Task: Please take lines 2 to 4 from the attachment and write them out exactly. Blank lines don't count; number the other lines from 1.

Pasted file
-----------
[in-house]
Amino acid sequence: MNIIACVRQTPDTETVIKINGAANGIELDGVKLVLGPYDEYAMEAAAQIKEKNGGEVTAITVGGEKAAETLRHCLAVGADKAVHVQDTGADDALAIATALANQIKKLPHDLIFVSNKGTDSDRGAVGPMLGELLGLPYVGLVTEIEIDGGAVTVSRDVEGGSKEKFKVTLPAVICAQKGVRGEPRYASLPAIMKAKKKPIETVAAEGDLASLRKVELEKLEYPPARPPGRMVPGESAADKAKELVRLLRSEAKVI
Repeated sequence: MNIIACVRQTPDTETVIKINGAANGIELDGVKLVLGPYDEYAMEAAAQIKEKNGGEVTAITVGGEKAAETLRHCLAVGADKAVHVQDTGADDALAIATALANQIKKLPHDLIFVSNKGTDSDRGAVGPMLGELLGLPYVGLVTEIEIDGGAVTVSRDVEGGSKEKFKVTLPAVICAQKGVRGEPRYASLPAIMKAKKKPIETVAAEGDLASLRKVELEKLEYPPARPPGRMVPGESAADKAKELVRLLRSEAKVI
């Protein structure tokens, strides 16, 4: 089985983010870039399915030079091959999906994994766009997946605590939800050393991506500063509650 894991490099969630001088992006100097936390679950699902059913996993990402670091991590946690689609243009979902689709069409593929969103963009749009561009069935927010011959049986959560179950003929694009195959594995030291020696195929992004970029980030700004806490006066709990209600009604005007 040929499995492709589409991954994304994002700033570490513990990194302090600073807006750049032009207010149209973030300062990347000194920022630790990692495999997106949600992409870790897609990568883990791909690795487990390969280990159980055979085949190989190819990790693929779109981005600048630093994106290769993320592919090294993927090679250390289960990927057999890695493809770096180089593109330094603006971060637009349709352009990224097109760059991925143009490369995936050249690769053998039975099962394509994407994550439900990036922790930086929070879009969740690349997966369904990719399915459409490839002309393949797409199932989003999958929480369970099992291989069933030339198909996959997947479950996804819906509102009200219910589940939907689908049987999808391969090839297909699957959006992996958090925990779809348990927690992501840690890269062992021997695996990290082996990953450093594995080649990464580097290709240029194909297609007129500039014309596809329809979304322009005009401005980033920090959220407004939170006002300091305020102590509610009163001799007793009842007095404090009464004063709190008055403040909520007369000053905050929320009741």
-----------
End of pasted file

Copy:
Amino acid sequence: MNIIACVRQTPDTETVIKINGAANGIELDGVKLVLGPYDEYAMEAAAQIKEKNGGEVTAITVGGEKAAETLRHCLAVGADKAVHVQDTGADDALAIATALANQIKKLPHDLIFVSNKGTDSDRGAVGPMLGELLGLPYVGLVTEIEIDGGAVTVSRDVEGGSKEKFKVTLPAVICAQKGVRGEPRYASLPAIMKAKKKPIETVAAEGDLASLRKVELEKLEYPPARPPGRMVPGESAADKAKELVRLLRSEAKVI
Repeated sequence: MNIIACVRQTPDTETVIKINGAANGIELDGVKLVLGPYDEYAMEAAAQIKEKNGGEVTAITVGGEKAAETLRHCLAVGADKAVHVQDTGADDALAIATALANQIKKLPHDLIFVSNKGTDSDRGAVGPMLGELLGLPYVGLVTEIEIDGGAVTVSRDVEGGSKEKFKVTLPAVICAQKGVRGEPRYASLPAIMKAKKKPIETVAAEGDLASLRKVELEKLEYPPARPPGRMVPGESAADKAKELVRLLRSEAKVI
């Protein structure tokens, strides 16, 4: 089985983010870039399915030079091959999906994994766009997946605590939800050393991506500063509650 894991490099969630001088992006100097936390679950699902059913996993990402670091991590946690689609243009979902689709069409593929969103963009749009561009069935927010011959049986959560179950003929694009195959594995030291020696195929992004970029980030700004806490006066709990209600009604005007 040929499995492709589409991954994304994002700033570490513990990194302090600073807006750049032009207010149209973030300062990347000194920022630790990692495999997106949600992409870790897609990568883990791909690795487990390969280990159980055979085949190989190819990790693929779109981005600048630093994106290769993320592919090294993927090679250390289960990927057999890695493809770096180089593109330094603006971060637009349709352009990224097109760059991925143009490369995936050249690769053998039975099962394509994407994550439900990036922790930086929070879009969740690349997966369904990719399915459409490839002309393949797409199932989003999958929480369970099992291989069933030339198909996959997947479950996804819906509102009200219910589940939907689908049987999808391969090839297909699957959006992996958090925990779809348990927690992501840690890269062992021997695996990290082996990953450093594995080649990464580097290709240029194909297609007129500039014309596809329809979304322009005009401005980033920090959220407004939170006002300091305020102590509610009163001799007793009842007095404090009464004063709190008055403040909520007369000053905050929320009741």